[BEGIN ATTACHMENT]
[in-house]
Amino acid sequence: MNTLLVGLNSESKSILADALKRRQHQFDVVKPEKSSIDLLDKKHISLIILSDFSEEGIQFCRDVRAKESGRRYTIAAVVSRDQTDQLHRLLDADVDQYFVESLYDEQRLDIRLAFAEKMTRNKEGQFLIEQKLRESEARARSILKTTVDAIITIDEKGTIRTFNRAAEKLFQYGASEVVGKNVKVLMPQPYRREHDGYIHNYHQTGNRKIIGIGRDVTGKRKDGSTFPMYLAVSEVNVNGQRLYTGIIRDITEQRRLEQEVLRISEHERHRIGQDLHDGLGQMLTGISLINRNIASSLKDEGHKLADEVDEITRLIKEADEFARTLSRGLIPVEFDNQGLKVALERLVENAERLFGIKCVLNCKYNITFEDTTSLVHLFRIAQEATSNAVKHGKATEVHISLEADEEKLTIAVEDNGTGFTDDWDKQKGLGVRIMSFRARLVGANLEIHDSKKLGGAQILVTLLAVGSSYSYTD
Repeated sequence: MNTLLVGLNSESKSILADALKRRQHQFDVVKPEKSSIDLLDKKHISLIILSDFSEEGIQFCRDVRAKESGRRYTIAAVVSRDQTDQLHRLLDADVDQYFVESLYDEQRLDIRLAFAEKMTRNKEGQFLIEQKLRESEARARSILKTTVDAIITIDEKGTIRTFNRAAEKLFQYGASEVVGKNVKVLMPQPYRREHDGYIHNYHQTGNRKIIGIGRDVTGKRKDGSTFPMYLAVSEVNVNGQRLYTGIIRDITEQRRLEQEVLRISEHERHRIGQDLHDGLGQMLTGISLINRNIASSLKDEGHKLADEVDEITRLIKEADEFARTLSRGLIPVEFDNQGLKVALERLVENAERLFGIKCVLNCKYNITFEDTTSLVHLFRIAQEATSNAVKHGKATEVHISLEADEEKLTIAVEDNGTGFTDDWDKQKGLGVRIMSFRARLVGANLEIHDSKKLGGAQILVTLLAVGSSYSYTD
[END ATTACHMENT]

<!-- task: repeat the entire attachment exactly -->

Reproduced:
[in-house]
Amino acid sequence: MNTLLVGLNSESKSILADALKRRQHQFDVVKPEKSSIDLLDKKHISLIILSDFSEEGIQFCRDVRAKESGRRYTIAAVVSRDQTDQLHRLLDADVDQYFVESLYDEQRLDIRLAFAEKMTRNKEGQFLIEQKLRESEARARSILKTTVDAIITIDEKGTIRTFNRAAEKLFQYGASEVVGKNVKVLMPQPYRREHDGYIHNYHQTGNRKIIGIGRDVTGKRKDGSTFPMYLAVSEVNVNGQRLYTGIIRDITEQRRLEQEVLRISEHERHRIGQDLHDGLGQMLTGISLINRNIASSLKDEGHKLADEVDEITRLIKEADEFARTLSRGLIPVEFDNQGLKVALERLVENAERLFGIKCVLNCKYNITFEDTTSLVHLFRIAQEATSNAVKHGKATEVHISLEADEEKLTIAVEDNGTGFTDDWDKQKGLGVRIMSFRARLVGANLEIHDSKKLGGAQILVTLLAVGSSYSYTD
Repeated sequence: MNTLLVGLNSESKSILADALKRRQHQFDVVKPEKSSIDLLDKKHISLIILSDFSEEGIQFCRDVRAKESGRRYTIAAVVSRDQTDQLHRLLDADVDQYFVESLYDEQRLDIRLAFAEKMTRNKEGQFLIEQKLRESEARARSILKTTVDAIITIDEKGTIRTFNRAAEKLFQYGASEVVGKNVKVLMPQPYRREHDGYIHNYHQTGNRKIIGIGRDVTGKRKDGSTFPMYLAVSEVNVNGQRLYTGIIRDITEQRRLEQEVLRISEHERHRIGQDLHDGLGQMLTGISLINRNIASSLKDEGHKLADEVDEITRLIKEADEFARTLSRGLIPVEFDNQGLKVALERLVENAERLFGIKCVLNCKYNITFEDTTSLVHLFRIAQEATSNAVKHGKATEVHISLEADEEKLTIAVEDNGTGFTDDWDKQKGLGVRIMSFRARLVGANLEIHDSKKLGGAQILVTLLAVGSSYSYTD